I did 12 hours of live recording with a borrowed US1800 at a festival last weekend and came away really impressed, bought one for myself.

Preamps were clean and neutral, drivers seemed absolutely rock solid on W7 64bit, even though we were tracking 14 channels on an old dual-core PC with 2GB RAM.
I heard the earlier drivers were junk though, that might have been your problem.

Here's some (basically unmixed) samples:
http://rightontime.vilayer.me/CWRECORDS/Crossroads%20Fernstock%20(rough).mp3 (skip to 1:00ish)
http://rightontime.vilayer.me/CWRECORDS/The%20Vinos%20-%20Me%20And%20The%20Barman.mp3


Don't get me wrong, at best it's an average/mediocre piece of kit and it's very much built to a price. But as long as your mics and engineering skills are up to scratch I'm sure you could get extremely professional sounding results. I've yet to try a ribbon or an SM7, though it had enough gain to get a good clean signal out of my old transformerless Unidyne III.
#30
I've got the Tascam US-1641 (the 1800 is the updated version). I've never had any issues recording multiple tracks at once (10 or more). It's nice but has latency issues. However, I've learned how to work around the latency issues for it to not be bothersome. It's a middle-of-the-road unit. I would definitely be more concerned about buying better mics if I were TS. That, and soundproofing.
#31
Fair enough on the live recording, but I assume you weren't trying to monitor that signal at the same time, either. In a studio environment, low latency is very important to me, especially if I'm going to track drums, and the Tascam was just not capable of it.

Definitely has its purpose as a low cost solution for a lot of inputs, if you can look past its flaws. Though, for $300, you could buy a used Saffire Pro 40, and within a few months, the Scarlett 18i20, once they hit the used market, which is a much smarter use of your money IMO

I guess I might be a little more sensitive to the conversion and preamps than most on this board, mainly because I'm using a very high end monitoring system and can actually hear those differences. It probably IS a smarter idea to buy mics and monitors w/ acoustic treatment at this point. If the TS finds he has trouble with latency and whatnot, he can always upgrade later. I wouldn't suggest wasting money on preamps right now, though - As long as your preamps in your interface can power the mics you're using, it doesn't make any sense to spend the money for such a small upgrade, when you have so many other deficiencies in your recording setup that should be addressed first.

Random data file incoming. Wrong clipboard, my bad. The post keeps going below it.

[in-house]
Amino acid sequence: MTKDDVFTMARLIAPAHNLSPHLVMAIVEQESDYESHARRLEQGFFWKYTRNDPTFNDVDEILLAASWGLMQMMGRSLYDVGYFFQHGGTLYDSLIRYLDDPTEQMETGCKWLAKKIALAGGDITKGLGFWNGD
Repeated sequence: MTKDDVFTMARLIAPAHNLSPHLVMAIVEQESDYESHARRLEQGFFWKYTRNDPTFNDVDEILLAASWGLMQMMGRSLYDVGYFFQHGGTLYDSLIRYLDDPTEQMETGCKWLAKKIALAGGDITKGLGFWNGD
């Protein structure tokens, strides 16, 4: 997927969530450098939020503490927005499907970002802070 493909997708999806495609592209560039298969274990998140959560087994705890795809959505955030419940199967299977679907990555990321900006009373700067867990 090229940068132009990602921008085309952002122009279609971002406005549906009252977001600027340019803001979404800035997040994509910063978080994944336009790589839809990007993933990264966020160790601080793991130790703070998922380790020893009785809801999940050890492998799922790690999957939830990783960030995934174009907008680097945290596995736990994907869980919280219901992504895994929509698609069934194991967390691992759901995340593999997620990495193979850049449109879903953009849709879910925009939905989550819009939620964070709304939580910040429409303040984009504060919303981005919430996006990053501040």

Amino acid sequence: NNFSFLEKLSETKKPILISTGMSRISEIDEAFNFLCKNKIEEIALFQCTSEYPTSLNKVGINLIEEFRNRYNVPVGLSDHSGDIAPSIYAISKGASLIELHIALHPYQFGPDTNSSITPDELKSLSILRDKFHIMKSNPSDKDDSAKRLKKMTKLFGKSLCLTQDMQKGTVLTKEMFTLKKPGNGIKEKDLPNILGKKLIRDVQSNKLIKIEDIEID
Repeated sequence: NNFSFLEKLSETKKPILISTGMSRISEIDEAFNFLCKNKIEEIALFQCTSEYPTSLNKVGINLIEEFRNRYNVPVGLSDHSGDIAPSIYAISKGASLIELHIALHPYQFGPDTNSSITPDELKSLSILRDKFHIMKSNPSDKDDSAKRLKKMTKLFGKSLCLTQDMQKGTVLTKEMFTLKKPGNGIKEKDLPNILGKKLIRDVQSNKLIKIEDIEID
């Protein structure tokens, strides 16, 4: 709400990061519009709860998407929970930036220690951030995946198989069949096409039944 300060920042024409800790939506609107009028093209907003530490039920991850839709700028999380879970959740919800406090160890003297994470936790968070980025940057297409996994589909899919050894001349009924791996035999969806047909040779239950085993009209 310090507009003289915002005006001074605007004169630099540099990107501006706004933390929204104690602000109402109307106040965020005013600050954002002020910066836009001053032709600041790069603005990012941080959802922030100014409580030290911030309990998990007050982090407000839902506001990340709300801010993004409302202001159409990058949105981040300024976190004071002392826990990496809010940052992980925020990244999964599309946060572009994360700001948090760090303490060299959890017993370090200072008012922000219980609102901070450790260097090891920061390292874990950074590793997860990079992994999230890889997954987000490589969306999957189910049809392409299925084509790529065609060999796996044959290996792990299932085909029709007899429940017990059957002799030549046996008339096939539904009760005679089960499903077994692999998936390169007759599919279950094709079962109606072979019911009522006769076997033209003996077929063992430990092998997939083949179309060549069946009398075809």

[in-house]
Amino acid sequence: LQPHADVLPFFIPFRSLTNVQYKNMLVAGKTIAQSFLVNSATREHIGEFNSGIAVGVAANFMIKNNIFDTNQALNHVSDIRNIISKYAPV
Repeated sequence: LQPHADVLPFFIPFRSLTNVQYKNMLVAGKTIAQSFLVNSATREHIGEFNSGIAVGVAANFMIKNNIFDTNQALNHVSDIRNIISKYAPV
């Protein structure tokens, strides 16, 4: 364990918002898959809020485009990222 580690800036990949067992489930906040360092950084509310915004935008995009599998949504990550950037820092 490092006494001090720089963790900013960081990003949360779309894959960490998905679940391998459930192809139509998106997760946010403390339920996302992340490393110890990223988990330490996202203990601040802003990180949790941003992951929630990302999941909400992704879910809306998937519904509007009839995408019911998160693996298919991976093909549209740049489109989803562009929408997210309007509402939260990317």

Quote by Dave_Mc
I've had tube amps for a while now, but never actually had any go down on me
Quote by jj1565
maybe you're not saying the right things? an amp likes to know you care.





www.SanctityStudios.com
#32
Yeah I'll probably go for the mics. And possibly the Steinberg interface if my wallet is confident enough.
#33
I got the Tascam in the first place because I was using a Behringer Xenyx x1204 before and couldn't multitrack. I was considering the Tascam or the Presonus Audiobox 1818vsl and my shop had the Tascam so I went with it.

If I'd known about the Steinberg I probably would've gotten it to begin with.
#34
Quote by RGallagherFan
I got the Tascam in the first place because I was using a Behringer Xenyx x1204 before and couldn't multitrack. I was considering the Tascam or the Presonus Audiobox 1818vsl and my shop had the Tascam so I went with it.